Attention distribution as a measure of issue salience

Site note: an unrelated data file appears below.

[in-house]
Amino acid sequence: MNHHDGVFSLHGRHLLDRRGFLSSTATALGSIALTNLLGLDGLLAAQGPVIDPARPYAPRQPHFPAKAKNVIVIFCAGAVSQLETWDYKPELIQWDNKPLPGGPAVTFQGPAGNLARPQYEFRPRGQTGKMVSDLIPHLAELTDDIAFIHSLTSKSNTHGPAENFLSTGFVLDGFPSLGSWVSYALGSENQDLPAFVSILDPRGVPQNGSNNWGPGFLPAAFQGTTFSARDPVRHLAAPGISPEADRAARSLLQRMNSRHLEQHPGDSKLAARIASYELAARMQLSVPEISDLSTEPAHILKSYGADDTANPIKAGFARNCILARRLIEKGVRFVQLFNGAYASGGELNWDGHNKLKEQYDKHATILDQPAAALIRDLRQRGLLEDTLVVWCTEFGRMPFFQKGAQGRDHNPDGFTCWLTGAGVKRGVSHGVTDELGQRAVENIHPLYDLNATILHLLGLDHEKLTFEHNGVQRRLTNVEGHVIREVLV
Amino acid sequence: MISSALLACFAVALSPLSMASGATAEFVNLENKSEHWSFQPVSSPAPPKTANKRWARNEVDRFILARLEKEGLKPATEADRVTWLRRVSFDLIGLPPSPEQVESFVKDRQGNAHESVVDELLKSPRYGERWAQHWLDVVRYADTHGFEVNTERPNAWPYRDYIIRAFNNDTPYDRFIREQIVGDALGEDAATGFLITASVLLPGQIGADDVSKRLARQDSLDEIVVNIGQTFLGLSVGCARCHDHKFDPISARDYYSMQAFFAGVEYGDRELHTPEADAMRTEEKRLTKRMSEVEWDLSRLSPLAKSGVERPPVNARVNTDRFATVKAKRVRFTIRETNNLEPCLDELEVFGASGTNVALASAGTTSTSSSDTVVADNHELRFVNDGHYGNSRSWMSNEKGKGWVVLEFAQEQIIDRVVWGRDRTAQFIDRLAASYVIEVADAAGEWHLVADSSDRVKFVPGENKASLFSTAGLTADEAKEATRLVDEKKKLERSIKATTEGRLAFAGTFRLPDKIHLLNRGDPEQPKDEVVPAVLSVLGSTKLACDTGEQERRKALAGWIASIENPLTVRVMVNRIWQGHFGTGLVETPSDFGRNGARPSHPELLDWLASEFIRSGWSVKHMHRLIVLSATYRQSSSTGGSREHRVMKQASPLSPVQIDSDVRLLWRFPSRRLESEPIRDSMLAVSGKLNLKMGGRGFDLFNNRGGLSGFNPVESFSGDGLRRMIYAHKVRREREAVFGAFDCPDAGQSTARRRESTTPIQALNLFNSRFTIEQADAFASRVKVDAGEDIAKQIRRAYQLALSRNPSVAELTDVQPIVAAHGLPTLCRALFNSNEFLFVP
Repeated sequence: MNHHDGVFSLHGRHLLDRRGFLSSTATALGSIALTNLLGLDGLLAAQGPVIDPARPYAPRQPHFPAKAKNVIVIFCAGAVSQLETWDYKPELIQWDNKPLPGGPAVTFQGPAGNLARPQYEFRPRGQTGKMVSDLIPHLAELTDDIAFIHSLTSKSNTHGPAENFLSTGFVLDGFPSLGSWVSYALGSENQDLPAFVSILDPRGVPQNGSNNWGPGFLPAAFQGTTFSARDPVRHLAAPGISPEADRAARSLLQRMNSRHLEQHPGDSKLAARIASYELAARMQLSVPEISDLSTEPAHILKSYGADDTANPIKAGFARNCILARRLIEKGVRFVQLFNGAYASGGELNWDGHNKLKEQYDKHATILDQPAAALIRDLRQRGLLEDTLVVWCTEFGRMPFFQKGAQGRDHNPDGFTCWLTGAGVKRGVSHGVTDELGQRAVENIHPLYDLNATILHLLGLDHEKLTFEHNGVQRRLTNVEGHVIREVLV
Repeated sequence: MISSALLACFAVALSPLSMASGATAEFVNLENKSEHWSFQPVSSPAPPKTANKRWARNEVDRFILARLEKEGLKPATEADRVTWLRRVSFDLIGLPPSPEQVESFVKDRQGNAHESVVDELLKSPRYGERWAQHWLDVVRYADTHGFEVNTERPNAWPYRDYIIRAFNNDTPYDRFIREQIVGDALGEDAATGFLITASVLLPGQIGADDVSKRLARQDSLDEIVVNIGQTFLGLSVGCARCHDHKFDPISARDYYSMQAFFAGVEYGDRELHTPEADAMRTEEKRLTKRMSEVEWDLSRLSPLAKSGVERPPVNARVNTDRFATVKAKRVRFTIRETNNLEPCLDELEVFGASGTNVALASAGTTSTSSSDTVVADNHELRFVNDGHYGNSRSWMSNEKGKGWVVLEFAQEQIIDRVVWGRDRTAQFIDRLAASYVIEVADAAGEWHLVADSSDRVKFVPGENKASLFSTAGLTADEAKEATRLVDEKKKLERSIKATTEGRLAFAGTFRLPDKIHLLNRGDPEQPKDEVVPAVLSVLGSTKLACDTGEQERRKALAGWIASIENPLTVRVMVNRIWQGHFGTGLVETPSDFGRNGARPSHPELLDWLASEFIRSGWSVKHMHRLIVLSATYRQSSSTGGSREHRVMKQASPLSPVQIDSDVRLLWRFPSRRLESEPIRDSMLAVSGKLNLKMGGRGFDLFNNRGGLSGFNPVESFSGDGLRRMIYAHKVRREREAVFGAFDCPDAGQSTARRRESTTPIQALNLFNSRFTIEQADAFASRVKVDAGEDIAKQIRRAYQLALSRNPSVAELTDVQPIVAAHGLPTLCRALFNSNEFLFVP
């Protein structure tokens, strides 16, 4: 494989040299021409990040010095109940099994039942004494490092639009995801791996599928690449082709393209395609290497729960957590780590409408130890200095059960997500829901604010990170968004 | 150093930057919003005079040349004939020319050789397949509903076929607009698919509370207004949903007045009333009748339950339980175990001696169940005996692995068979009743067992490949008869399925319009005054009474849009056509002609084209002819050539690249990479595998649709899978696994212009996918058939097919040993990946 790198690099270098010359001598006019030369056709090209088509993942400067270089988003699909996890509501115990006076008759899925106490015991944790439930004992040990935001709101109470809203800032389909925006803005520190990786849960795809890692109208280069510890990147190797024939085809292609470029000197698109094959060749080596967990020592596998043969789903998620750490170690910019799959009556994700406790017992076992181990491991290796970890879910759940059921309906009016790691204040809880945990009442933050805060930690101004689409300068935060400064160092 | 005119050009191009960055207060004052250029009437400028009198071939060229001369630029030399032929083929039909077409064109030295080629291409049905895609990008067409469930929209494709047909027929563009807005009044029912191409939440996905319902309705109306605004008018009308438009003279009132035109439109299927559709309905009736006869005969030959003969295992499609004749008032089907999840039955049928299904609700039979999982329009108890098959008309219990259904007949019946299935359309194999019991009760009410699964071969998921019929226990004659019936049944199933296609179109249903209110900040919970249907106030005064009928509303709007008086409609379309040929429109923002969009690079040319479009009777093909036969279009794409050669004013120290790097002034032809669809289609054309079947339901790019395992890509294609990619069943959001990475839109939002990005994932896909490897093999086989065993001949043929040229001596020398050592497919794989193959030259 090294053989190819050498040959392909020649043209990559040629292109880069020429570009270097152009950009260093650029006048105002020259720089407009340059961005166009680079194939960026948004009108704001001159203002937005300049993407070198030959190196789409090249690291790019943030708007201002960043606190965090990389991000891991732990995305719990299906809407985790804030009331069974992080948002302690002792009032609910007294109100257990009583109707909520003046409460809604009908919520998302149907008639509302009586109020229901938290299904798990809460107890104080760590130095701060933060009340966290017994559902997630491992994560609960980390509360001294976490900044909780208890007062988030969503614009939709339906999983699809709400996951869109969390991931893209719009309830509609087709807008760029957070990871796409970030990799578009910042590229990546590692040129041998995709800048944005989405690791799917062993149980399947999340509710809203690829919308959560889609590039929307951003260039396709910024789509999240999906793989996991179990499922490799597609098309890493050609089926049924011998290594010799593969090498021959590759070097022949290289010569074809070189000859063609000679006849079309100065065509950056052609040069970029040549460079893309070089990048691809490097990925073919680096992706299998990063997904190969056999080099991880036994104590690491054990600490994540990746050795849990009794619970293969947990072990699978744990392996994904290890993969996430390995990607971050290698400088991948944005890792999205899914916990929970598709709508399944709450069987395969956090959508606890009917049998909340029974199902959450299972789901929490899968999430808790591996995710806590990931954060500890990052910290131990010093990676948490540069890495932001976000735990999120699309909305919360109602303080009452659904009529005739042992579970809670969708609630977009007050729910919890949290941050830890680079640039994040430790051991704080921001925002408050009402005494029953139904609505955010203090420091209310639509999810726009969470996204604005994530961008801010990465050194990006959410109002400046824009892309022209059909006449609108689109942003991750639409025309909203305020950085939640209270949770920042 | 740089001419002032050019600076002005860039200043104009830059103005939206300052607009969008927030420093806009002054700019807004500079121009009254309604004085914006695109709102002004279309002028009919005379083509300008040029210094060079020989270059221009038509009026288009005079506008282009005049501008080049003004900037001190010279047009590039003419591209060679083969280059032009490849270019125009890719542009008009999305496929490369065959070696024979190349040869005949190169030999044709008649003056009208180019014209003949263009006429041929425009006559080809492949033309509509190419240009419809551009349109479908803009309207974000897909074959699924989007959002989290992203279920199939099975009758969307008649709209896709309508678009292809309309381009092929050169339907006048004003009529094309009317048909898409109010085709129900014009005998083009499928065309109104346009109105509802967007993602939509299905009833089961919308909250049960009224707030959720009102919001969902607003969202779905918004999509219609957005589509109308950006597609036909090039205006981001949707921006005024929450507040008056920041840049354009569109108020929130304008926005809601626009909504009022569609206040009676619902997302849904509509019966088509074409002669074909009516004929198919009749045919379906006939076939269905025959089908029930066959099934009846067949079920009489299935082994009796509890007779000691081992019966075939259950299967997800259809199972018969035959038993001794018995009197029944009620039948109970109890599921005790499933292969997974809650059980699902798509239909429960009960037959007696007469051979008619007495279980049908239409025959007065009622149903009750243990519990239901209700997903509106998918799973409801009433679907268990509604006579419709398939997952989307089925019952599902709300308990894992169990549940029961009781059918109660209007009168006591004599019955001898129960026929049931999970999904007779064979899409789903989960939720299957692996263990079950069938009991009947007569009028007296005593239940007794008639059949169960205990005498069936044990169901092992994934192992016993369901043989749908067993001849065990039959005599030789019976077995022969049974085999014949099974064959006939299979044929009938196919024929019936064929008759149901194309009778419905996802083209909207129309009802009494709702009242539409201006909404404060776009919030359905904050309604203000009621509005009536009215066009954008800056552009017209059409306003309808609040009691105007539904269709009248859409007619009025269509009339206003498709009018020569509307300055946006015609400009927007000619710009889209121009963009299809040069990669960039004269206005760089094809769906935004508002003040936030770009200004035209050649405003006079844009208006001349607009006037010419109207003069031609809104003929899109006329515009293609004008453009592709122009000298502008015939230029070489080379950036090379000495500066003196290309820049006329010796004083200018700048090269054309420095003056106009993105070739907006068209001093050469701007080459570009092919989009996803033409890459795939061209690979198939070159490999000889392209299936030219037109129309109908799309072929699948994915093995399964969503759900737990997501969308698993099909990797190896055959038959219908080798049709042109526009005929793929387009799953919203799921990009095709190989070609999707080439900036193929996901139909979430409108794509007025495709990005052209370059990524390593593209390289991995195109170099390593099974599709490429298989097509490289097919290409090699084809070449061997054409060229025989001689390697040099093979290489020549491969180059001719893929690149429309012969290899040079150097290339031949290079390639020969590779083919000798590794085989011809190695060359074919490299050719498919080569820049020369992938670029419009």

In spatial theory a central concept is salience, or the relative importance of issues in a voter’s mind in evaluating candidates’ platforms. Traditional, self-reported measures of salience have either been national in breadth (“which issues are most important to the nation as a whole?”) or personal (“which issues do you care most about personally?”). In the former case, the subjects are being asked to guess what issues other voters think are important; in the latter case, subjects are likely to report issues that are “socially” important to avoid seeming selfish or superficial. Unsurprisingly, such self-reported measures have not been found to explain actual candidate choices by individual voters very well. We introduce a simple process-tracing measure of salience, using mouse-tracking. Experimental participants were asked to rate three hypothetical candidates, using information accessed in a setting where the distribution of attention represents salience in the decision process. Four models were tested: standard city block distance and then the addition of each of the two measures of traditional salience—national and personal—and, finally, the attention distribution measure. Attention distribution improves model fit over the standard distance model and improves classification compared to the traditional salience measures.
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